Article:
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Davies HE, Davies RJ, Davies CW; BTS Pleural Disease Guideline Group. Management of pleural infection in adults: British Thoracic Society Pleural Disease Guideline 2010. Thorax. 2010 Aug;65 Suppl 2:ii41-53. doi: 10.1136/thx.2010.137000. Review. PubMed PMID: 20696693.
Definition, Etiology, PathogenesisTop
Exudative pleural effusions are relatively common (up to 20%-40% of hospitalized patients may have parapneumonic effusion) but the development of empyema following a parapneumonic effusion is much less common with prompt antibiotic therapy and fluid drainage used as needed. Classification of pleural disease secondary to bacterial pneumonia:
1) Uncomplicated parapneumonic effusion is purely exudative and accompanies bacterial pneumonia, lung abscess, or infected bronchiectasis. In the course of a lung infection an increase in the pulmonary interstitial fluid volume is observed. This fluid moves across the adjacent visceral pleural to accumulate as an effusion. The effusion fluid is clear and has a pH >7.2, lactate dehydrogenase (LDH) levels <1000 U/L, and glucose levels >2.2 mmol/L. No bacteria are observed in cultures or Gram-stained specimens. Cell counts typically demonstrate an intense neutrophilic reaction, although a tuberculosis-related effusion can be associated with lymphocytosis.
2) Complicated parapneumonic effusion corresponds to bacterial invasion across the damaged pleural lining, which leads to an intense inflammatory response that results in fibrin deposition and the development of loculations in the pleural space. The pleural fluid, however, is not yet distinctly purulent. The effusion may be clear or cloudy, with a pH <7.2, LDH levels >1000 U/L, and glucose levels <2.2 mmol/L. Bacteria may be observed by direct smear or in cultures. Pleural drainage is usually necessary.
3) Pleural empyema: The effusion is purulent (cloudy and often foul-smelling). Biochemical analysis results are similar to those of complicated parapneumonic effusion (pH may be <7.0). Bacteria may be sometimes observed by direct smear or in cultures (these are predominantly aerobic gram-positive [streptococci and Staphylococcus aureus] or gram-negative bacteria [Escherichia coli, Pseudomonas, Haemophilus, and Klebsiella]; the prevalence of anaerobic infections has been increasing). Causes include complicated parapneumonic effusions and, less commonly, complications of thoracic surgery, chest trauma, esophageal perforation, thoracentesis, and subdiaphragmatic infection. Persistent purulent effusions lead to the formation of septa within the empyema and to fibrosis of the visceral pleura, which impairs lung expansion; they may also result in the formation of bronchopleural fistulas and lead to the development of sepsis, malnutrition, and cachexia.
1. Antibiotic treatment: Empiric antibiotic therapy is indicated for most patients as soon as a diagnosis of parapneumonic effusion or empyema is suspected. Antibiotics should not be routinely delayed while awaiting thoracentesis. The exception to this rule includes only stable patients with chronic effusions, as the microbial nature of such infections often differs from those associated with an acute pneumonic process.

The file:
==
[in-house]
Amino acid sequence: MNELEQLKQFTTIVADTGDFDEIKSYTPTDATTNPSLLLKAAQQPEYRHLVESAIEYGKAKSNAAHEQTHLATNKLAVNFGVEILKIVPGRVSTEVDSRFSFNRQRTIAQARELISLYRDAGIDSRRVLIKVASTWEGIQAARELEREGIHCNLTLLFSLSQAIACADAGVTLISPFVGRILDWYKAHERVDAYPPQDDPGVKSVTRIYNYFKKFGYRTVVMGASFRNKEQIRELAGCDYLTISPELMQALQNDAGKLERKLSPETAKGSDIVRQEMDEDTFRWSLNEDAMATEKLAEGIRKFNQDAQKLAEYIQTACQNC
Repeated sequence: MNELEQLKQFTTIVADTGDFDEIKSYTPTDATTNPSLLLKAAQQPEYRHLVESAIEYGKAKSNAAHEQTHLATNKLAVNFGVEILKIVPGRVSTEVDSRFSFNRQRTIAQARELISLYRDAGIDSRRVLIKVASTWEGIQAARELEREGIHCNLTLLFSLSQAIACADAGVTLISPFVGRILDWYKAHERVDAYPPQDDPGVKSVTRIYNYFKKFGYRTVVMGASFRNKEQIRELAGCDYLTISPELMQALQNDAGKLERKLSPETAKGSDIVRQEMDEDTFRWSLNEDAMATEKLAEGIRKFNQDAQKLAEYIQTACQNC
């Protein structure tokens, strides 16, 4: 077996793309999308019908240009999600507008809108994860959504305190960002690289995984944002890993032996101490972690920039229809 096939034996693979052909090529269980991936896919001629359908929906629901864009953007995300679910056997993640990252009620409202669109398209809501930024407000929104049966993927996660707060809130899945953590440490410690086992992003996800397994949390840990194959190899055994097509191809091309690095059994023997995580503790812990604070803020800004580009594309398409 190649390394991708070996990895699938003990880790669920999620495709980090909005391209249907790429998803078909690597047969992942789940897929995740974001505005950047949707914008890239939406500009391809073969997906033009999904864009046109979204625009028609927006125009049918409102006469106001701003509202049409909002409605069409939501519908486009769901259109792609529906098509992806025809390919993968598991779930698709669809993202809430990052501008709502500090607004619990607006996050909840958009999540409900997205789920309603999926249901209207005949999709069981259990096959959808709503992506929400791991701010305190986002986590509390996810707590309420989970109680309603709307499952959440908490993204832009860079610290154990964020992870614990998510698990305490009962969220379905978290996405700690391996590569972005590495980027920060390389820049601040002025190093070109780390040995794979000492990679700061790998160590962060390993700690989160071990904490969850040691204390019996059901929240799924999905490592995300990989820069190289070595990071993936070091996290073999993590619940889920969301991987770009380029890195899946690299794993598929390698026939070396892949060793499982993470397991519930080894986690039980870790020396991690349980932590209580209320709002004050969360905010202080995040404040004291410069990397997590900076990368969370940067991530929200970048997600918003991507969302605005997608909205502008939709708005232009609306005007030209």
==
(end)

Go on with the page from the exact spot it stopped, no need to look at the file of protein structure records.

Initial antibiotic therapy should include an agent that targets anaerobic species, which are commonly the culprit. Therapy can be tailored on the basis of drug susceptibility results. Empiric therapy usually involves administration of antibiotics that are active against bacteria typically causing community-acquired infections and against anaerobes, for instance, ceftriaxone 1 g daily combined with metronidazole 500 mg tid. Alternative regimens include a combination of a beta-lactam and beta-lactamase inhibitor (piperacillin/tazobactam 4.5 g tid) or monotherapy with a carbapenem (meropenem 1 g tid). For patients with a penicillin allergy, ciprofloxacin 400 mg bid with metronidazole is also usually satisfactory. Aminoglycosides should be avoided due to their poor penetration into the pleural space. Antimicrobial treatment used alone is effective only in small uncomplicated parapneumonic effusions.
2. Pleural drainage: Indications include documented purulent or cloudy effusions; effusion with a pH <7.2; presence of microorganisms in a nonpurulent pleural fluid documented by a direct Gram-stained smear or culture; large effusions (>50% of hemithorax); loculated pleural effusion with thickened pleura; or sepsis from a pleural source.
3. Intrapleural administration of tissue plasminogen activator (tPA) 10 mg with deoxyribonuclease (DNase) 5 mg bid for 3 days is indicated for patients with complicated parapneumonic effusion or empyema if the antibiotic therapy and initial drainage have failed. It is important to administer both agents in combination rather than as monotherapy, as guided by randomized controlled trial data.Evidence 1Strong recommendation (benefits clearly outweigh downsides; right action for all or almost all patients). Moderate Quality of Evidence (low confidence that we know true effects of the intervention). Quality of Evidence lowered due to indirectness of some outcome measures. Rahman NM, Maskell NA, West A, et al. Intrapleural use of tissue plasminogen activator and DNase in pleural infection. N Engl J Med. 2011 Aug 11;365(6):518-26. doi: 10.1056/NEJMoa1012740. PubMed PMID: 21830966.
4. Surgical treatment (videothoracoscopic procedures, open pleural drainage, thoracotomy, decortication) should be considered in symptomatic patients with persistent pleural fluid collections who had no adequate response to attempts of drainage, antimicrobial therapy, and a treatment course of tPA/DNase. Video-assisted thoracoscopic surgery (VATS) is preferred to open thoracotomy given the associated reduction in hospital stay.